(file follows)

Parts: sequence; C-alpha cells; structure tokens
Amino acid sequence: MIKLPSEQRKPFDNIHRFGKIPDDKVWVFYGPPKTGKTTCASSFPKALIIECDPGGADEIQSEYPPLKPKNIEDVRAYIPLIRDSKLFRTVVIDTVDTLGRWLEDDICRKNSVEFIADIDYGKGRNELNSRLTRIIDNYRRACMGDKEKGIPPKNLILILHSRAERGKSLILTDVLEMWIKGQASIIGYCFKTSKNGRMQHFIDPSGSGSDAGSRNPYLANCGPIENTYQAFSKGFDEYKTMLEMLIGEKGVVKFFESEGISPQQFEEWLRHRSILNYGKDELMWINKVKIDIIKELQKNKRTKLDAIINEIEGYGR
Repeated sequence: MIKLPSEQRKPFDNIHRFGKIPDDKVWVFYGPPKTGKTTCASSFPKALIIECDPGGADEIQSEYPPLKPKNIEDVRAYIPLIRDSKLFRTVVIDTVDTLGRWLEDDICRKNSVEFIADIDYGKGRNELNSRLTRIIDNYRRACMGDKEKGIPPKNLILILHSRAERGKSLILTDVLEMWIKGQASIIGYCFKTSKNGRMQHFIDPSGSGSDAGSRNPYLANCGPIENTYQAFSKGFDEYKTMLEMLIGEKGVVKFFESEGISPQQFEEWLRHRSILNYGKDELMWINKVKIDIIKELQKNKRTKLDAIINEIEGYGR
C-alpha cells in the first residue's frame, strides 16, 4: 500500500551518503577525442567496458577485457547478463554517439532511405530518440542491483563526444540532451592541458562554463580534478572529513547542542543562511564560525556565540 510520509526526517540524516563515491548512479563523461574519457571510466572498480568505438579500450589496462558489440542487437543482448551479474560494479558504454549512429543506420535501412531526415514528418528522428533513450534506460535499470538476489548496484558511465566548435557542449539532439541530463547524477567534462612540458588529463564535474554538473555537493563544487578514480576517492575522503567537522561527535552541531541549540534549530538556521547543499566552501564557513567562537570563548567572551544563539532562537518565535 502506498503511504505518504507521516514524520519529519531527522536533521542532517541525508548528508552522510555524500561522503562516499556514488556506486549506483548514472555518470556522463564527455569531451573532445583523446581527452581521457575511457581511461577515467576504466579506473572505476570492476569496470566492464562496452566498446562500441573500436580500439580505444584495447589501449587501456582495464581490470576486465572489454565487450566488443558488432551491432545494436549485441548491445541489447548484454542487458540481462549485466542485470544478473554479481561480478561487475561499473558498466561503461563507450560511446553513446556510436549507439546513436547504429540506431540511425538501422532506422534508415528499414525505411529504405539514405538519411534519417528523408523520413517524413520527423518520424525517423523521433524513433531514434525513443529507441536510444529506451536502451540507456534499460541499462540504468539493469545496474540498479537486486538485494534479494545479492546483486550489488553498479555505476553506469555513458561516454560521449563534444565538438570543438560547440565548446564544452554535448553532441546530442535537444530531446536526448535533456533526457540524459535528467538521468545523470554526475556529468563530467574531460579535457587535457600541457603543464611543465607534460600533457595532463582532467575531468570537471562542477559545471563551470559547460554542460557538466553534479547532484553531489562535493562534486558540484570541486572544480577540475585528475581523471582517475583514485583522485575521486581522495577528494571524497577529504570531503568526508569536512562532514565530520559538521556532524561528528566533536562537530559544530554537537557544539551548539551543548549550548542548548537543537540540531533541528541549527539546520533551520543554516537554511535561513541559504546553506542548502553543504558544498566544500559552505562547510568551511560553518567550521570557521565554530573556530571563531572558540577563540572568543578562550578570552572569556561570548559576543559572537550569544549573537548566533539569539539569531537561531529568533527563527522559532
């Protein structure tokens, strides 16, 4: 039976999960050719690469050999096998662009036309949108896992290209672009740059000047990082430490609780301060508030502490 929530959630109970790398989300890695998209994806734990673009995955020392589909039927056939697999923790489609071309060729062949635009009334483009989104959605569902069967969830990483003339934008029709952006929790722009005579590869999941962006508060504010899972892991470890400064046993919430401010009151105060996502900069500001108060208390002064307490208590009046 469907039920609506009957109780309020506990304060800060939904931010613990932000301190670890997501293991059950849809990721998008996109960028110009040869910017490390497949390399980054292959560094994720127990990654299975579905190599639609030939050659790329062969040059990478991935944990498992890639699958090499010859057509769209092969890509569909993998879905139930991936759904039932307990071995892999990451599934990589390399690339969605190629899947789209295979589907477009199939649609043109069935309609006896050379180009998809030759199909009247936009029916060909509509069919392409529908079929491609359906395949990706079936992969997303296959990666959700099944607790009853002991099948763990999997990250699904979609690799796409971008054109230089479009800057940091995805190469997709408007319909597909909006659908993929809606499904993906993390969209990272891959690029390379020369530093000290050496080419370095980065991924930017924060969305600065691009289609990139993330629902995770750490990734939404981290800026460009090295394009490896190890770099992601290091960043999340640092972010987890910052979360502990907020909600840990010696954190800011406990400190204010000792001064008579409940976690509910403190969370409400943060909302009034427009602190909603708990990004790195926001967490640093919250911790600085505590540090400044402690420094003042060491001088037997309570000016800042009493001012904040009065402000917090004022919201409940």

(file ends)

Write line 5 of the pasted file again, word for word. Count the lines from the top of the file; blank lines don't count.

């Protein structure tokens, strides 16, 4: 039976999960050719690469050999096998662009036309949108896992290209672009740059000047990082430490609780301060508030502490 929530959630109970790398989300890695998209994806734990673009995955020392589909039927056939697999923790489609071309060729062949635009009334483009989104959605569902069967969830990483003339934008029709952006929790722009005579590869999941962006508060504010899972892991470890400064046993919430401010009151105060996502900069500001108060208390002064307490208590009046 469907039920609506009957109780309020506990304060800060939904931010613990932000301190670890997501293991059950849809990721998008996109960028110009040869910017490390497949390399980054292959560094994720127990990654299975579905190599639609030939050659790329062969040059990478991935944990498992890639699958090499010859057509769209092969890509569909993998879905139930991936759904039932307990071995892999990451599934990589390399690339969605190629899947789209295979589907477009199939649609043109069935309609006896050379180009998809030759199909009247936009029916060909509509069919392409529908079929491609359906395949990706079936992969997303296959990666959700099944607790009853002991099948763990999997990250699904979609690799796409971008054109230089479009800057940091995805190469997709408007319909597909909006659908993929809606499904993906993390969209990272891959690029390379020369530093000290050496080419370095980065991924930017924060969305600065691009289609990139993330629902995770750490990734939404981290800026460009090295394009490896190890770099992601290091960043999340640092972010987890910052979360502990907020909600840990010696954190800011406990400190204010000792001064008579409940976690509910403190969370409400943060909302009034427009602190909603708990990004790195926001967490640093919250911790600085505590540090400044402690420094003042060491001088037997309570000016800042009493001012904040009065402000917090004022919201409940």